PHOENIX — The Phoenix Union High School District, one of the largest school districts in Arizona, announced Friday that it would require all students and staff to wear masks when students return to school Monday after the summer break.
The mask mandate makes Phoenix Union the first district in the state to defy a ban on mandates enacted by the Legislature last month. The ban doesn't take effect until the end of September, giving school districts and charter schools a two-month window to adopt mask mandates.
"Phoenix Union has made it very clear that we want to bring back in-person learning. and when we come back, we want to stay back," Superintendent Chad Gestson said during a virtual news conference.
Gestson said the ZIP codes his district serves were showing either "high" or "substantial" spread of COVID-19. Phoenix Union's 22 high schools cover central, south and west Phoenix.
"Without the vaccine and without the masks, we have taken away the two most important mitigation strategies," he said.
"We are institutions that teach science and trust science, and from time to time are forced to make a decision that maybe conflicts with state law or a state mandate or an executive order, in order to follow science and medical guidelines."
The district's decision is in line with the American Academy of Pediatrics' and the Centers for Disease Control's recommendations that students and teachers wear masks in the classroom whether or not they're vaccinated.
The Arizona Department of Health Services on Friday reported the highest number of new COVID-19 cases in four months. Public health experts link the surges to the highly contagious delta variant of the virus.
'Decision has no teeth'
A spokesman for Gov. Doug Ducey, a fierce opponent of any COVID-related mandates, issued a statement that declared the district was breaking the law:
“Gov. Ducey believes the decision by Phoenix Union requiring masks has no teeth. It's not allowed under Arizona law. It's unenforceable.
Arizona is not anti-mask, we’re anti-mask mandate. As the governor has often said, mask usage is up to parents.
School administrators should be doing everything they can to encourage eligible students and staff to get vaccinated, not break state law."
But Ducey didn't indicate that he would try to block the district's mandate.
Governor notified before announcement
Gestson told reporters that the governor was aware of the district's decision before it was made public. But Gestson dodged questions about the legality of the decision.
"My job as superintendent is to bring back our staff and students safely," he said. "General counsel here at Phoenix Union can handle the legal side."
Gestson added, "If a legal battle ensues, we'll be fully prepared to handle that."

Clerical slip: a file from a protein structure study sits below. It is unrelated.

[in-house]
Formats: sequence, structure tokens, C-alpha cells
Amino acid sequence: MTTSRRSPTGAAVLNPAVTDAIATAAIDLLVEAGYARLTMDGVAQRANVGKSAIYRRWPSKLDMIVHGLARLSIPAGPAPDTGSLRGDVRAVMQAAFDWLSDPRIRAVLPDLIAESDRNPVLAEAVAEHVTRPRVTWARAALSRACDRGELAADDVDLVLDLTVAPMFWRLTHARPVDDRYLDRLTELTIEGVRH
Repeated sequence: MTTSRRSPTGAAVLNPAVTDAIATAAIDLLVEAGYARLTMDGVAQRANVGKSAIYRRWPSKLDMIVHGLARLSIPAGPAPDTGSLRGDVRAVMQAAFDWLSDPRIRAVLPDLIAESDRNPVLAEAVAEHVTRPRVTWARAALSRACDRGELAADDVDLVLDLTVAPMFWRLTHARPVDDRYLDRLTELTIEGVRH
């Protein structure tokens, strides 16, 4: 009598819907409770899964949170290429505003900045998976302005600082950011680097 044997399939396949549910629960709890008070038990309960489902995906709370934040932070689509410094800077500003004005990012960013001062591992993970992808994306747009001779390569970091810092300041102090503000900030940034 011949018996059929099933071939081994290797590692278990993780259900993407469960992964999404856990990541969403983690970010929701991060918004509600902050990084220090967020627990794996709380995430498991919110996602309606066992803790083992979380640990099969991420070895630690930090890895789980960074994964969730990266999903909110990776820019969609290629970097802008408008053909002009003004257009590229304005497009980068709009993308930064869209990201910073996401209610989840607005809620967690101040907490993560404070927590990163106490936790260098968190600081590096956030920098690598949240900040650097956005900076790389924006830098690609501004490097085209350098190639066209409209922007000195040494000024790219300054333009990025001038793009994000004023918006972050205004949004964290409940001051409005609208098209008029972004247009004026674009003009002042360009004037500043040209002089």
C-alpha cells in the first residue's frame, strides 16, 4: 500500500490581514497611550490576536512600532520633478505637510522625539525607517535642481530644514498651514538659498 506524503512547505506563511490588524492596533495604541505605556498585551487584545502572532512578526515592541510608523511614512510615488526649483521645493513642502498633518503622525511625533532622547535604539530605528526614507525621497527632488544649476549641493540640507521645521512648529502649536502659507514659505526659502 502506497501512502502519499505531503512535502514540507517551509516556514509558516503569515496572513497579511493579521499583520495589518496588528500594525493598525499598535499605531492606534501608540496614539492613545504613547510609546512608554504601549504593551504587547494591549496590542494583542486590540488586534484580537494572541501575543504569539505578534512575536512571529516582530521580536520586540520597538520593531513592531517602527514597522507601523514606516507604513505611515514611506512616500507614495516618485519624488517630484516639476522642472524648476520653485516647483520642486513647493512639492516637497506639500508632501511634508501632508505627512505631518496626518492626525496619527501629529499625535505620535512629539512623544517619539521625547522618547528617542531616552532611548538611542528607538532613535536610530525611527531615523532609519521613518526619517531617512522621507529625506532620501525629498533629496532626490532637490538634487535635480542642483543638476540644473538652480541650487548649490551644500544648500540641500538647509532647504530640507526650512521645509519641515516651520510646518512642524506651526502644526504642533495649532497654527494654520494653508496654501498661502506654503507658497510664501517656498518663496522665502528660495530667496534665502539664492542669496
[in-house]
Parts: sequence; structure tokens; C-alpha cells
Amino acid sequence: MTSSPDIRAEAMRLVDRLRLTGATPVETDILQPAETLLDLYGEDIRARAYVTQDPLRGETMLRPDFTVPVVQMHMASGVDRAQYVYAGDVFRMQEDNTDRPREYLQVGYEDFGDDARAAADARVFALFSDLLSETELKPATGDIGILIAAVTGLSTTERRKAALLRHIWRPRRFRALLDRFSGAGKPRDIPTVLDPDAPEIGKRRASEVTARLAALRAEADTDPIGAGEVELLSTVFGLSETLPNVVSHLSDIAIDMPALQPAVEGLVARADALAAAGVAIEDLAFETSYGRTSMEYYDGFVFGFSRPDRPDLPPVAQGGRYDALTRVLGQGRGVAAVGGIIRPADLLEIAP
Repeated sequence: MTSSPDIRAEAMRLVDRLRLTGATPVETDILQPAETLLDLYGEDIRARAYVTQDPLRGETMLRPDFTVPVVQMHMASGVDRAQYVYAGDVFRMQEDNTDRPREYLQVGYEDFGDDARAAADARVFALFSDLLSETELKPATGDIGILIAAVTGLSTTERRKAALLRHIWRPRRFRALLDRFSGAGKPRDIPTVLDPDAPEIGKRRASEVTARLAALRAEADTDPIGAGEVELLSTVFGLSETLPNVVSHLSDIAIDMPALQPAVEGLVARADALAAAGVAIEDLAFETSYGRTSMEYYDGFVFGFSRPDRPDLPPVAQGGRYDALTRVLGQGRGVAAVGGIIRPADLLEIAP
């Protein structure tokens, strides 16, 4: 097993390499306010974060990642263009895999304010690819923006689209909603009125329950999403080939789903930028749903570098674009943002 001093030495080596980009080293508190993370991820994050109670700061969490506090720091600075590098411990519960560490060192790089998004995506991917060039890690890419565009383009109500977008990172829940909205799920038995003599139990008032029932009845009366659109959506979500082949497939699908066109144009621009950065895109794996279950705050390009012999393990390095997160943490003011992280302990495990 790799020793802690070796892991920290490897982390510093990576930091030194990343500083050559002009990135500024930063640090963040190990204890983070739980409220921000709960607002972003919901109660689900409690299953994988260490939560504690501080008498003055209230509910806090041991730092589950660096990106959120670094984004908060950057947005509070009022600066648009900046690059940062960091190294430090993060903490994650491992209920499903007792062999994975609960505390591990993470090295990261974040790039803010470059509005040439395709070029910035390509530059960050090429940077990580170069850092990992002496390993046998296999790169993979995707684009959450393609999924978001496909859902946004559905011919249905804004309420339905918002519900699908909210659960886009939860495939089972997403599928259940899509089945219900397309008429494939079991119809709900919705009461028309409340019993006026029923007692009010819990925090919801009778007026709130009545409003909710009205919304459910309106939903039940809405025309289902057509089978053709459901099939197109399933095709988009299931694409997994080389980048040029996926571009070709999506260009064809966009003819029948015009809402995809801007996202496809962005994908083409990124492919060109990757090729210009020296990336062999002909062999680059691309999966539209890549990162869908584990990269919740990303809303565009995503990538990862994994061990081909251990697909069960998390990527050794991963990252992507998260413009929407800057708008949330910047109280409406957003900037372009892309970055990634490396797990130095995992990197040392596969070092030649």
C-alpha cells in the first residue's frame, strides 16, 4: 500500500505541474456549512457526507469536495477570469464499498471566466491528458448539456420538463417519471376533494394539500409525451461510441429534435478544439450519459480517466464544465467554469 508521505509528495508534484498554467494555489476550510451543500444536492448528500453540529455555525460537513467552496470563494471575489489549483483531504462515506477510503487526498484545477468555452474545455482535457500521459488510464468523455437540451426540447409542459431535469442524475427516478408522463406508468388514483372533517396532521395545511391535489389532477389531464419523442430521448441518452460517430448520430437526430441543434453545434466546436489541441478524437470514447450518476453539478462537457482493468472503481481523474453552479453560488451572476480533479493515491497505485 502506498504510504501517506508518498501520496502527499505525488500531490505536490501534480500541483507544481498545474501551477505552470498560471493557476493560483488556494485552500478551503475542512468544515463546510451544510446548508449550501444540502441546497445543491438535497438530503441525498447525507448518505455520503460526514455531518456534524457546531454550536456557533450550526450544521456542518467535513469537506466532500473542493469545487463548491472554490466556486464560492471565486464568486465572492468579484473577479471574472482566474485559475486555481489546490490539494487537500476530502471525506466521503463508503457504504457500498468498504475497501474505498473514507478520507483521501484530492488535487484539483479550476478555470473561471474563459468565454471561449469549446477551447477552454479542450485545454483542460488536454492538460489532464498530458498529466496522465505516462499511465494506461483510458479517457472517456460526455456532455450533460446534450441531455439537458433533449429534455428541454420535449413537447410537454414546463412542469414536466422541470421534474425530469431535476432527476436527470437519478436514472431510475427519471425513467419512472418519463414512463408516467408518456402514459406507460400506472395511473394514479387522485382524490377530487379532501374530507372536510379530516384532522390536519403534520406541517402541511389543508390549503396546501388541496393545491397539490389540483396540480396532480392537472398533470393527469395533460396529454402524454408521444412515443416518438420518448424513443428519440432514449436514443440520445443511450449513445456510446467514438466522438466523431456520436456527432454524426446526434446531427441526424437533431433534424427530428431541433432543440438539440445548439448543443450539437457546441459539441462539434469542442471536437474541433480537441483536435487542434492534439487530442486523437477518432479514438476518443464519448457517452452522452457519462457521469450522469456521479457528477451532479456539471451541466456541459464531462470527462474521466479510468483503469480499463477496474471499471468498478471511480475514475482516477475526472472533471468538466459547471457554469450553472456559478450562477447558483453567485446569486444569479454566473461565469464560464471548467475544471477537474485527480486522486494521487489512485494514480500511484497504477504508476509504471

The mask mandate and other COVID-related measures are expected to come up when the Phoenix Union Governing Board holds its first meeting of the school year, at 6 p.m. Thursday.
The law banning mask mandates was stuffed into a budget-related bill in June. A group of Republican lawmakers had objected to letting school districts and charter schools retain the power to impose COVID-related restrictions.
Watch Geston's news conference here:
Laws take effect 90 days after a legislative session ends. This year, that date is Sept. 29, two months away.
The mandate ban, however, was made retroactive to June 30. That has created some confusion about when the law took effect.
Attorneys with experience in legislative matters confirmed that despite the "retroactive date," the law takes effect in two months.
That creates a window for Phoenix Union and other districts to require masks on campus.
GOP supporters of ban respond
A Republican supporter of the ban admitted as much in a tweet.
State Sen. Michelle Ugenti-Rita of Scottsdale said: "It's unconscionable that Phoenix Union thinks they are above the law. I predict many lawsuits from angry parents if Phoenix Union continues to pursue their mask mandate after 9/29."
Republican State Sen. Kelly Townsend of Mesa, another supporter of the state ban, said, "It is clear we still have an issue with rogue school boards when it comes to forcing masks."
Townsend said she was seeking a legal opinion on the law's effective date from Attorney General Mark Brnovich and legislative lawyers.
"I encourage all parents to exercise their statutory authority ... to make medical and educational choices for their child," Townsend said.
COVID-19 in Arizona
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